Harris Beach State Park – Oregon

November 21 – December 5, 2014

Although we stayed here for two full weeks, we didn’t do as much sightseeing as usual.

We may travel around the country, going where we want, staying where we want for as long as we want, but that doesn’t mean bad can’t find us. It found us at Harris Beach and stuck.

While life on the road has many benefits and advantages, there are some disadvantages, especially when people and pets get sick and stuff breaks. Our local doctors, dentists, vets, and mechanics aren’t local anymore. When stuff happens, we have to try and find someone to help without knowing if they’re good, reliable and honest. Sometimes we’re in a remote location where help of any kind isn’t available.

I had had some chest congestion for about 6 weeks – coughing and hacking for an hour or so in the morning and off and on all day. It didn’t really stop us from enjoying ourselves, but it did affect how long we could be out and about before I wore out. We were traveling through some pretty remote places so I just dealt with it.

A few days after we got to Harris Beach, I went to the urgent care clinic, Curry Medical, in Brookings, OR. They checked me out and prescribed some medication. It took a while but it seems to have worked. I’m not hacking like a 2-pack a day Camel cigarette smoker anymore… but now Holly is coughing and wears out easily. At least we take turns.

We made Thanksgiving dinner in the rig – turkey breast, sweet potatoes, packaged stuffing, cranberry relish, frozen veggies, Grands biscuits, and mini-pies. Not exactly gourmet but still good. Instead of eating with our plates on our laps like we usually do, we put up the table. No fine china, silverware or crystal but a very nice dinner.

It would have been a better Thanksgiving if Snickers hadn’t gotten sick. She started vomiting Thursday afternoon. She stopped eating and drinking. She stopped talking to us. In short, she stopped being Snickers.

She didn’t improve on Friday or Saturday and when we stopped being able to get enough water into her, we took her to the Town and Country Animal Clinic in Brookings on Sunday morning.

We thought this was probably another case of acute pancreatitis, which she’d had twice before, the last time in July. This time the treatment was essentially the same – subcutaneous fluids, an injection of pain meds, and an anti-nausea med. They added another medicine to stimulate her appetite. When they brought her out to us, she was extremely violent. When Holly went to try and calm her down, Snickers bit her hard enough to draw blood. This was not the Snickers we knew. Every other time we had taken her to a vet, when they were done with her and she was back with us and in her cat carrier, she was – if not calm – at least quiet. The vet said the appetite stimulant might make her a little anxious. A little?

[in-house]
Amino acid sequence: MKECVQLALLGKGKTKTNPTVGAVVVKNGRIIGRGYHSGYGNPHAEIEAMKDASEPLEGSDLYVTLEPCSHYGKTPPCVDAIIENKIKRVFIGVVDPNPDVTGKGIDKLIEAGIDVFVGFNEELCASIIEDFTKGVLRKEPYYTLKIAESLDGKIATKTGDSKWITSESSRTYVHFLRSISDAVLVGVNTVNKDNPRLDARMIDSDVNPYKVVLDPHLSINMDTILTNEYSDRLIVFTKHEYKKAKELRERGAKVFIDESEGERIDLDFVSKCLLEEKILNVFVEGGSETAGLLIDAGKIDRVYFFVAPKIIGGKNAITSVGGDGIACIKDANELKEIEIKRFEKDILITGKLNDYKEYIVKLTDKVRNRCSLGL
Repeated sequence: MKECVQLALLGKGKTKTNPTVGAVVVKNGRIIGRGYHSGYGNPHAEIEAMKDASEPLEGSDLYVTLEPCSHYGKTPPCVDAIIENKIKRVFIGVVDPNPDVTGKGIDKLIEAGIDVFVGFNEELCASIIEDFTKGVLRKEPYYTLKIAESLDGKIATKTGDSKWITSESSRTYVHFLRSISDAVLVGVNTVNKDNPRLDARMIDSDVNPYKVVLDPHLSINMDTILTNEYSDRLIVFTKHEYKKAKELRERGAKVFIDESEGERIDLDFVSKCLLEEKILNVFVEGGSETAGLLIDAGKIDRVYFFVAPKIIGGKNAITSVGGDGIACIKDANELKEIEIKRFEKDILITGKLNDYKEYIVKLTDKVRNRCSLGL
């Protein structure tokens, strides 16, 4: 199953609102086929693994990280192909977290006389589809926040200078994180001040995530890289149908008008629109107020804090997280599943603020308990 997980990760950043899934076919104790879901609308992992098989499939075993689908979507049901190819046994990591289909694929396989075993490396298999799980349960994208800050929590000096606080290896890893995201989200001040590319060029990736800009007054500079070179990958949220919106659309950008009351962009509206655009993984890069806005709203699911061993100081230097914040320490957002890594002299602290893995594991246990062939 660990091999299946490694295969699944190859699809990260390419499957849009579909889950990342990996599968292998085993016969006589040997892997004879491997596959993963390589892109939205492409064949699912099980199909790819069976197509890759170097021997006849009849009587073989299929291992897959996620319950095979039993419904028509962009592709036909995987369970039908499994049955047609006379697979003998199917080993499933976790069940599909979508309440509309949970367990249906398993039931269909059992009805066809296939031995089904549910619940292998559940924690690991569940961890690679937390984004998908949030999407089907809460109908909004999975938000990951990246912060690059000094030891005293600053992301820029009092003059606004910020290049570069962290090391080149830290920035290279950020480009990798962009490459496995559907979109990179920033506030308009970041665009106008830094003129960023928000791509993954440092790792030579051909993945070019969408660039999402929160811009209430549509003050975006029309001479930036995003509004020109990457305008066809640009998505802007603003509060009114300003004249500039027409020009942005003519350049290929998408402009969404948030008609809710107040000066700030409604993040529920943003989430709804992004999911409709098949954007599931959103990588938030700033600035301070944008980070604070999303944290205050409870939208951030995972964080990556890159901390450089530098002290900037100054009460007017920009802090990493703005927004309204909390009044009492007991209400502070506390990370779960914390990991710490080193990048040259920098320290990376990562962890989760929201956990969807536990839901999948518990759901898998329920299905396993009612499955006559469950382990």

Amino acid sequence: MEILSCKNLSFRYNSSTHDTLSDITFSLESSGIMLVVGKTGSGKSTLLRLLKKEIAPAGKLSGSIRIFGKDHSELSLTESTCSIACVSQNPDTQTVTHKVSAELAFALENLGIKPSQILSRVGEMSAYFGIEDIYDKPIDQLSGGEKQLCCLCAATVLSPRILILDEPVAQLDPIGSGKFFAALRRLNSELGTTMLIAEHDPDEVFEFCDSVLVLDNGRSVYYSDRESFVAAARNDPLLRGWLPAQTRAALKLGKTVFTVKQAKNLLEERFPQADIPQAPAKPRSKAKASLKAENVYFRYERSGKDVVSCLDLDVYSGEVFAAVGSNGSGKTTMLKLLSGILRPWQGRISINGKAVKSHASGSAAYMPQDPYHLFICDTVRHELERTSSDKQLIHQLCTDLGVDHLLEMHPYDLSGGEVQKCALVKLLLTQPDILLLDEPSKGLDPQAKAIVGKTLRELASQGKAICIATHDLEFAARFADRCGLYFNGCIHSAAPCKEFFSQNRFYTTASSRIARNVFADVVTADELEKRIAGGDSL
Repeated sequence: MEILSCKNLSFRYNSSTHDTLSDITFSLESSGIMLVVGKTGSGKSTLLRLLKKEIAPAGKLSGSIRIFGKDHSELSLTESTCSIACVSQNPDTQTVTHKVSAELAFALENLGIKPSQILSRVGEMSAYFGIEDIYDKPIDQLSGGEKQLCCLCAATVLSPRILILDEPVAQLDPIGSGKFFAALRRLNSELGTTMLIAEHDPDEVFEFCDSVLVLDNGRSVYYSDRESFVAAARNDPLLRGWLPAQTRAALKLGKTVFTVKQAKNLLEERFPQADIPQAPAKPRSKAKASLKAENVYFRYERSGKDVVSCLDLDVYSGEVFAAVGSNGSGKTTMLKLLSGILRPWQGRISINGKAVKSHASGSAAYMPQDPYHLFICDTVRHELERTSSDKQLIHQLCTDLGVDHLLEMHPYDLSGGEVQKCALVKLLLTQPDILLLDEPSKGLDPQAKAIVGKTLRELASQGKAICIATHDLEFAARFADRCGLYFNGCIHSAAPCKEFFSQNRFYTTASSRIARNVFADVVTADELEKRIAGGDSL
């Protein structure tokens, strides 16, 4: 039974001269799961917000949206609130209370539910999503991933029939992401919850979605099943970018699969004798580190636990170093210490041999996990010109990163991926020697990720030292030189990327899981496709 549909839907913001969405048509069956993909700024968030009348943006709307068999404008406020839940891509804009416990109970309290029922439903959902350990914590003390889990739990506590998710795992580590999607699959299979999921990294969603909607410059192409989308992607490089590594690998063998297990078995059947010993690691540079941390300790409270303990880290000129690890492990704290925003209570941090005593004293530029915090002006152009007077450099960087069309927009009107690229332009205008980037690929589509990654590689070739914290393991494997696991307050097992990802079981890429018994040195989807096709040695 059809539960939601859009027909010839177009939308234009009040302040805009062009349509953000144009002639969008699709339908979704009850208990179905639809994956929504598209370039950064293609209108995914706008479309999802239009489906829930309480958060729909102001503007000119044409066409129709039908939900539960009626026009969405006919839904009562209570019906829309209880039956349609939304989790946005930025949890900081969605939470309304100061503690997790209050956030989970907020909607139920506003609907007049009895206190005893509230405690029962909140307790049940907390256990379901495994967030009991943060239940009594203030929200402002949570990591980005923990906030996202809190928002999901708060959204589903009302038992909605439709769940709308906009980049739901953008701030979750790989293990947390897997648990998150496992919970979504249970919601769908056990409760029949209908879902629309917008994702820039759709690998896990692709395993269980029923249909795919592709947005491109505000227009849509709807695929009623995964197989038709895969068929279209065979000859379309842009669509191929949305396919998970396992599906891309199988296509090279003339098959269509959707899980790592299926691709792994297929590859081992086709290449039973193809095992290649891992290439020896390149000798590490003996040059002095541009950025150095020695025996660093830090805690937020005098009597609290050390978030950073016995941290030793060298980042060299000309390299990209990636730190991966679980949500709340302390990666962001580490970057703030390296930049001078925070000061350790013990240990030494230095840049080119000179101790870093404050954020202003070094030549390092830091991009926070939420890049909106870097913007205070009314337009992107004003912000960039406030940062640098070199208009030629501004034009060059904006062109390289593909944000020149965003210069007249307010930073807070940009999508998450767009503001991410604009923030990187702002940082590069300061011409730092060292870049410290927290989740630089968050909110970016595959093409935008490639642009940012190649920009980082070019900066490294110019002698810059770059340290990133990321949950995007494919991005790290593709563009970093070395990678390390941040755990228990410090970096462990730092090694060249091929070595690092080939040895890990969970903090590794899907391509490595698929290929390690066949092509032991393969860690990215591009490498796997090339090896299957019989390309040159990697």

We took her home, expecting her to slowly return to her old self, but she didn’t. She remained a devil cat for the next 8 or 10 hours. We called the vet after a few hours to ask if this was a problem. She said it wasn’t unexpected so we isolated Snickers on her bed. Holly hung a blanket as a curtain so Snickers wouldn’t be able to see us. She growled and hissed whenever we disturbed her.

Around 10pm she had exhausted herself and let us get close. She was alert but her breathing was rapid and shallow. We tried to get her to drink some water but she refused. Every few minutes she’d cry as though she were scared, asking us to fix whatever was wrong. But we couldn’t. She let me skritch her and she seemed to calm down. But when I stopped, she’d cry again. So I skritched her until I thought she was asleep. I eventually made it to bed. I slept on the couch so I didn’t disturb her.

About 5:30am, Holly woke me and said she thought Snickers was dying. We put a towel on Holly’s lap and laid Snickers on it. We both stroked and nuzzled her. Snickers’ breathing was again rapid and shallow, with a deep breath every minute or so. She was unconscious, maybe in a coma. I got a flashlight and checked her pupils. One appeared to be “blown” and I suspected she may have had a stroke, although I wasn’t sure when.

We continued stroking her until, about 6:30am, she took her last breath and died.

We took her remains back to the vet and talked to her about the treatment. We found out the medicine that would make her anxious was oral and would not have kicked in for hours. Yet she was going nuts right after they treated her in the back room. They had led us to believe it was the drug but it couldn’t have been. Holly and I both know something went terribly wrong at the vet but don’t know what. It haunts us, especially Holly, that Snickers should still be alive.

But we were blessed with her for almost 20 years. She was a wonderful, colorful, talkative, and slightly ditzy cat. We loved her and miss her. I keep some of her stuffed animals at the foot of my bed to remind me of her. Just call me a sentimental, crazy old coot.